Ipsos MORI statement on the same-sex marriage poll in Scotland.
Last week we conducted a poll, commissioned by the Equality Network, looking at the attitudes of the adult population in Scotland to the issue of same-sex marriage. We asked respondents to tell us the extent to which they agreed or disagreed that ‘same-sex couples should have the right to get married’. The evidence from the poll shows that 64% agree that same-sex couples should have the right to marry while 26% disagree.
We understand that this is an issue of heated debate in Scotland and across the UK and are aware of the coverage that our poll received on Sunday. The wording of the poll question was designed to ask the public about rights since, for same-sex marriage to be treated equally it would need to be enshrined as a right. The Equality Network is therefore interested in finding out whether same-sex couples should have the right to marry. Alternative wording would not have done that and we therefore do not accept that the survey is distorted in any way. We are confident that respondents will have understood the question and what is meant by a right. The question itself was balanced, allowing respondents to tell us whether they ‘agreed or disagreed.’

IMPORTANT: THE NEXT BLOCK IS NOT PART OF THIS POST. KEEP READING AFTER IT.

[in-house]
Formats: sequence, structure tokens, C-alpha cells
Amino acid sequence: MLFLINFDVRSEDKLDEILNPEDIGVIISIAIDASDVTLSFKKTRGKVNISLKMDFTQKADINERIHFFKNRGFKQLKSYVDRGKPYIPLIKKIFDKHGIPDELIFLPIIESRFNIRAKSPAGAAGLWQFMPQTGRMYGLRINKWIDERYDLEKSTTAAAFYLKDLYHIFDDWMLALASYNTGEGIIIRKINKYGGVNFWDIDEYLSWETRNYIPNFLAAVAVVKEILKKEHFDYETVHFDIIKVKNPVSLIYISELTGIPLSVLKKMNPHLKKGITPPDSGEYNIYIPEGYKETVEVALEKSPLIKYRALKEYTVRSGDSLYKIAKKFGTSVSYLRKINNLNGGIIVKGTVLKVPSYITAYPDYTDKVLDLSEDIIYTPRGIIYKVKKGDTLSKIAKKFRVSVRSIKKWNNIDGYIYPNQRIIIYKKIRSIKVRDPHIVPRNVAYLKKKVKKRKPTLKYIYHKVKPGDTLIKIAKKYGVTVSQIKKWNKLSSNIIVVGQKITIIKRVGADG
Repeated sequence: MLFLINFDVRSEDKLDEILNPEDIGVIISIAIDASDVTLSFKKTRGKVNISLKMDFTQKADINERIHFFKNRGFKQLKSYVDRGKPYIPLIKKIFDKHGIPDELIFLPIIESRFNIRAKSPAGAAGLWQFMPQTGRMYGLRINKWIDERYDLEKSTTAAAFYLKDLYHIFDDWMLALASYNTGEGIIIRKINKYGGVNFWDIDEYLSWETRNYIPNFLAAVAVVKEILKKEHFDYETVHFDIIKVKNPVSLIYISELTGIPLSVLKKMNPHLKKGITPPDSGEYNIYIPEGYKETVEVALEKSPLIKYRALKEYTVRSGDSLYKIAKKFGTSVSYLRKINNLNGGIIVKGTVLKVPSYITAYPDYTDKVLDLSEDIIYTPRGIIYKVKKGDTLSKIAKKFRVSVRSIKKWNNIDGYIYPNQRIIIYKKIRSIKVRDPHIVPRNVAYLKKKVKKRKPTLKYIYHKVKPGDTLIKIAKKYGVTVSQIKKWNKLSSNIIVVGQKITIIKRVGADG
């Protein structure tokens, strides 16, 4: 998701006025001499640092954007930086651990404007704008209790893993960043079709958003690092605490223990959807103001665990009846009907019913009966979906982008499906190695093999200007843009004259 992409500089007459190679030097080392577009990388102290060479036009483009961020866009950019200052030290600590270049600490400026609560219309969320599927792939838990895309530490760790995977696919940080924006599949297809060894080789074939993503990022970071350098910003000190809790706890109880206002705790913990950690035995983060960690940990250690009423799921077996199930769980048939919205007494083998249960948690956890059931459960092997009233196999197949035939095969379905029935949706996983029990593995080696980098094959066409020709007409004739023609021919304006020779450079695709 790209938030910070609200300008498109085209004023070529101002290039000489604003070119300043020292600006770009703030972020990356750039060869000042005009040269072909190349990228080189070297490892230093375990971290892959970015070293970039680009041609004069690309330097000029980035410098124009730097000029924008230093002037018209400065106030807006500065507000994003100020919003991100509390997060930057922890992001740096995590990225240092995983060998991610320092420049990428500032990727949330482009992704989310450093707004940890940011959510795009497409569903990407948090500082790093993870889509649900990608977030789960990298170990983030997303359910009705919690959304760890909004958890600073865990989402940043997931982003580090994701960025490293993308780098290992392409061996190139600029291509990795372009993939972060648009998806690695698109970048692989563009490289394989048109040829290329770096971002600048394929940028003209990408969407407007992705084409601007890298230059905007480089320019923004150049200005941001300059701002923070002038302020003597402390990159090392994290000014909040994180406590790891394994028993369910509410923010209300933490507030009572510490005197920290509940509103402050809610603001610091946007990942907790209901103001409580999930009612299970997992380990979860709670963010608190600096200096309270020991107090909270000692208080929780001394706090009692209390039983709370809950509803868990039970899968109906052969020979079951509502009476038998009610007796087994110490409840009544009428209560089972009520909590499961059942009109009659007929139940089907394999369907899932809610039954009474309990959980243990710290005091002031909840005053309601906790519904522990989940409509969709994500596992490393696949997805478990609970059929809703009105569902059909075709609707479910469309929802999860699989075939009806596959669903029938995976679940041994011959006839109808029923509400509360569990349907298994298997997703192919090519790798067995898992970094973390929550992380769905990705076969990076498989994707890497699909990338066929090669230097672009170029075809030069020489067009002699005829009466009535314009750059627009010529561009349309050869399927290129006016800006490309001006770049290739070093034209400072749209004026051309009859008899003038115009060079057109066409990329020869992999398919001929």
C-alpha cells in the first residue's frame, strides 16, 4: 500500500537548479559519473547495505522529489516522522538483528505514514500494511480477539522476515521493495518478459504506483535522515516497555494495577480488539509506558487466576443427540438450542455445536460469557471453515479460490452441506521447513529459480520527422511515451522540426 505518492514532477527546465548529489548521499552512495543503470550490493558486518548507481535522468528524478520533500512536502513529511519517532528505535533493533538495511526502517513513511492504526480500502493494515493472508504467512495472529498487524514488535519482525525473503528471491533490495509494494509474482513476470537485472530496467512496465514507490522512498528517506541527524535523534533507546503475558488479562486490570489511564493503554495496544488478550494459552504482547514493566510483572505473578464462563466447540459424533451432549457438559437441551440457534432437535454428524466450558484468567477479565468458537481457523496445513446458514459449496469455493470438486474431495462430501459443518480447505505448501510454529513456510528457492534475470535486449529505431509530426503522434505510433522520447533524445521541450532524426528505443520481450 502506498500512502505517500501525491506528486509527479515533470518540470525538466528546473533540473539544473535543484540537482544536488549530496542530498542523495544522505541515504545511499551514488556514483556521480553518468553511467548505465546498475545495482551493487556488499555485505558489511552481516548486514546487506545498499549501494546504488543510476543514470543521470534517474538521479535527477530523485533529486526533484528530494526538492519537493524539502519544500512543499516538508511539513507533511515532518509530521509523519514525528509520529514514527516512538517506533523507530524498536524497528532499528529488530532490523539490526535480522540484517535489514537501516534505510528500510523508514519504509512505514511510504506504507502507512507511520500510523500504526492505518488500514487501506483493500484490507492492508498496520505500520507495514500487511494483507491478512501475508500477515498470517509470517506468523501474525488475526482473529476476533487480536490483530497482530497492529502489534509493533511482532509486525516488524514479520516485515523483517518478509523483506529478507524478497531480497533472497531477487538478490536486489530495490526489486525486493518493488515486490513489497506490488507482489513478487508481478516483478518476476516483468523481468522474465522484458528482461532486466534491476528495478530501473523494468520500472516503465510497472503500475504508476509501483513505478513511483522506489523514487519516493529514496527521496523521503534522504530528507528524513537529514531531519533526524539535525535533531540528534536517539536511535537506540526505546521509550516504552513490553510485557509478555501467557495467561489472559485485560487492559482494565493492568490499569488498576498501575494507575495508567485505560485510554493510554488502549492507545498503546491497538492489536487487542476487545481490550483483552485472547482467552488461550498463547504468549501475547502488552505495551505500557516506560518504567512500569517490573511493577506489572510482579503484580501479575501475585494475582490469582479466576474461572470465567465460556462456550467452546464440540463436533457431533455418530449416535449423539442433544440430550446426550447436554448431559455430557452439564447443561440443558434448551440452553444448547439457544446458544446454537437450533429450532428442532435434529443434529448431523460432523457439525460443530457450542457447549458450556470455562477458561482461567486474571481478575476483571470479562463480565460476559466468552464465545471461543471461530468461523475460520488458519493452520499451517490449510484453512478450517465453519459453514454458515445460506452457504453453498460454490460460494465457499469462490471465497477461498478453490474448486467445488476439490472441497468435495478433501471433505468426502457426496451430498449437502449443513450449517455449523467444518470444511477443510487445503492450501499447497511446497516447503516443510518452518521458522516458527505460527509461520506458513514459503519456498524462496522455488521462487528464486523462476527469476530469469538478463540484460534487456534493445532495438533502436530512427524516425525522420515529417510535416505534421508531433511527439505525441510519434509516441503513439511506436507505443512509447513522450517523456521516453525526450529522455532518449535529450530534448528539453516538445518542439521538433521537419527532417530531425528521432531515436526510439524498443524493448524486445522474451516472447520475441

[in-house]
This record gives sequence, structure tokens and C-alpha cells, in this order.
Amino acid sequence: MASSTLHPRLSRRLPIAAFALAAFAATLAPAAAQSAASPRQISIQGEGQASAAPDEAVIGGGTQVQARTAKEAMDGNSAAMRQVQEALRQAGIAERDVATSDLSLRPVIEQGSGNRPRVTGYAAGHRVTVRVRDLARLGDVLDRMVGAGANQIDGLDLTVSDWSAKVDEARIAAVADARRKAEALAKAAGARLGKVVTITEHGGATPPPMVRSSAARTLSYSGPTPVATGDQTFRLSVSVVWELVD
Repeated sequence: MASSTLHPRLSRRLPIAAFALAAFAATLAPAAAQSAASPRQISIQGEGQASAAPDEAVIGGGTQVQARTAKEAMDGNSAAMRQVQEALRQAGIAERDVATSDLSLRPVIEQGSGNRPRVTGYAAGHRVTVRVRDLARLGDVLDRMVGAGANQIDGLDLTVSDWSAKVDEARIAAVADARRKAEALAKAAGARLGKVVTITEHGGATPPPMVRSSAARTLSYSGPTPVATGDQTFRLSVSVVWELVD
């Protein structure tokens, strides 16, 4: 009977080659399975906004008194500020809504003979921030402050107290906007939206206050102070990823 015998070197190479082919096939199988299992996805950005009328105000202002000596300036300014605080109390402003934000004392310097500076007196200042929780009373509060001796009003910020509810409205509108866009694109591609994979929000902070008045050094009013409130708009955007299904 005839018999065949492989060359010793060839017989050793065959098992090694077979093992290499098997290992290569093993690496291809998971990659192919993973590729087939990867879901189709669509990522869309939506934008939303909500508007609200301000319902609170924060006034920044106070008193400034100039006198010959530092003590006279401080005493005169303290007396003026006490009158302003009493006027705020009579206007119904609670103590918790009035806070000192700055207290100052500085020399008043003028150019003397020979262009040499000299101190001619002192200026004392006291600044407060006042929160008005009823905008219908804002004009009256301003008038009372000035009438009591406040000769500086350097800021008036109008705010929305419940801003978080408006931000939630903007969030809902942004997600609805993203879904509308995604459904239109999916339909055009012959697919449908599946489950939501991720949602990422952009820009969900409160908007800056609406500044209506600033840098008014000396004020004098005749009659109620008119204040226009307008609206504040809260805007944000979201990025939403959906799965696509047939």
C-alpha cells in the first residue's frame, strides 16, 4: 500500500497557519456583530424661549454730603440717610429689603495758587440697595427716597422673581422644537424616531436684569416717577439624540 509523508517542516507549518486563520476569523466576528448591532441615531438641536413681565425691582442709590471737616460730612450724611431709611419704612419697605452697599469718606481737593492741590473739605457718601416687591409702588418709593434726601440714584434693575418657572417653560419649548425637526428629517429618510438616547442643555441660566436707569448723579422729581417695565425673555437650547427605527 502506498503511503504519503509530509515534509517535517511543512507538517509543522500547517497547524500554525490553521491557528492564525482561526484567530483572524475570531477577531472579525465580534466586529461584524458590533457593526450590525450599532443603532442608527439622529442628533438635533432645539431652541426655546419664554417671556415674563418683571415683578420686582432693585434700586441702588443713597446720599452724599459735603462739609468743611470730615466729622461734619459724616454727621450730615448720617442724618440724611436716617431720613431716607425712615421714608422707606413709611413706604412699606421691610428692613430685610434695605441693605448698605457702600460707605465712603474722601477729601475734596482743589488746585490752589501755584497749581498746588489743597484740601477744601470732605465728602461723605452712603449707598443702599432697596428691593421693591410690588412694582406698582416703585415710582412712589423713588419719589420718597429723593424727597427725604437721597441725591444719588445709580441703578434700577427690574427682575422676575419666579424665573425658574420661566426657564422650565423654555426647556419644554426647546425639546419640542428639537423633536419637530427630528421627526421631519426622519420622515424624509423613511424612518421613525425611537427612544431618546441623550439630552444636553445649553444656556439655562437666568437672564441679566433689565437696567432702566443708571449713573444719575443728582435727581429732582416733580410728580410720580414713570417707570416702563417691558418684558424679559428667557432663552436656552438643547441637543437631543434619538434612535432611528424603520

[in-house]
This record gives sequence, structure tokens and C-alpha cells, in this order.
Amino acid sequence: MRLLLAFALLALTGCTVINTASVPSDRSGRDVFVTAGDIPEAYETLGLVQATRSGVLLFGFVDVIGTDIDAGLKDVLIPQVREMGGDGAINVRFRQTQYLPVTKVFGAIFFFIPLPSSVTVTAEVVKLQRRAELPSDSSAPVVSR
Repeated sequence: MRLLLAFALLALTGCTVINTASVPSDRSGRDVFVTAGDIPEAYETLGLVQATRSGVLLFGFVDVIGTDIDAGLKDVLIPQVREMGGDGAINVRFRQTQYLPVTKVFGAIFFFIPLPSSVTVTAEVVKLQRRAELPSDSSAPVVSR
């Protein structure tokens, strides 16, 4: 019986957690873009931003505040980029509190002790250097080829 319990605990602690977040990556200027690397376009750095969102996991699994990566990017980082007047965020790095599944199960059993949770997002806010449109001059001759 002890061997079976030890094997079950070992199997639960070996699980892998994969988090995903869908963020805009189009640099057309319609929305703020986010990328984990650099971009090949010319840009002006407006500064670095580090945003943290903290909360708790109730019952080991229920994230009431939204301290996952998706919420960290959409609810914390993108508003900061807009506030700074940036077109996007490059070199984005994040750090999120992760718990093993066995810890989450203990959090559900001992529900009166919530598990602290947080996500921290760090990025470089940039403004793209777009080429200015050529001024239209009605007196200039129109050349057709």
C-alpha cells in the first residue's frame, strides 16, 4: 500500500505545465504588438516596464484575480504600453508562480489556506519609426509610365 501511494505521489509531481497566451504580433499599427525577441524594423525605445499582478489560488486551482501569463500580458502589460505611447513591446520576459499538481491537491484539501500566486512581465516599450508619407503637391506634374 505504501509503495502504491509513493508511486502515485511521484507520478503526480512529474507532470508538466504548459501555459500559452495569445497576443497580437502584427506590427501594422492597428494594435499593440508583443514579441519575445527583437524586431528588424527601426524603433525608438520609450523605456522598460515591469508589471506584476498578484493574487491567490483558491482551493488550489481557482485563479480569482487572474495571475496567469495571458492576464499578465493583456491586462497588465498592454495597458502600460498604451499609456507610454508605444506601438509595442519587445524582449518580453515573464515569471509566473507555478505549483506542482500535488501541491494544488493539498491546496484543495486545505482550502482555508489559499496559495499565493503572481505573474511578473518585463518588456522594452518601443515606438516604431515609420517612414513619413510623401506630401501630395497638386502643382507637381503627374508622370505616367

The findings from the poll are also largely in line with much other survey evidence. For example, a poll we conducted across Britain in 2007 found that 68% agreed with the statement that ‘gay couples should be allowed to get married’ and the most recent Scottish Social Attitudes Survey, from 2010, found that 61% of adults in Scotland agreed that ‘gay and lesbian couples should have the right to marry one another if they want to.’
The poll was conducted between June 7th and 13th 2012 by telephone. We interviewed 1,003 adults (18+) in Scotland, achieving a sample which is representative of the Scottish population as a whole. We publish full details of the questions and the breakdown of the results on our website at http://www.ipsos-mori.com/offices/scotland.aspx.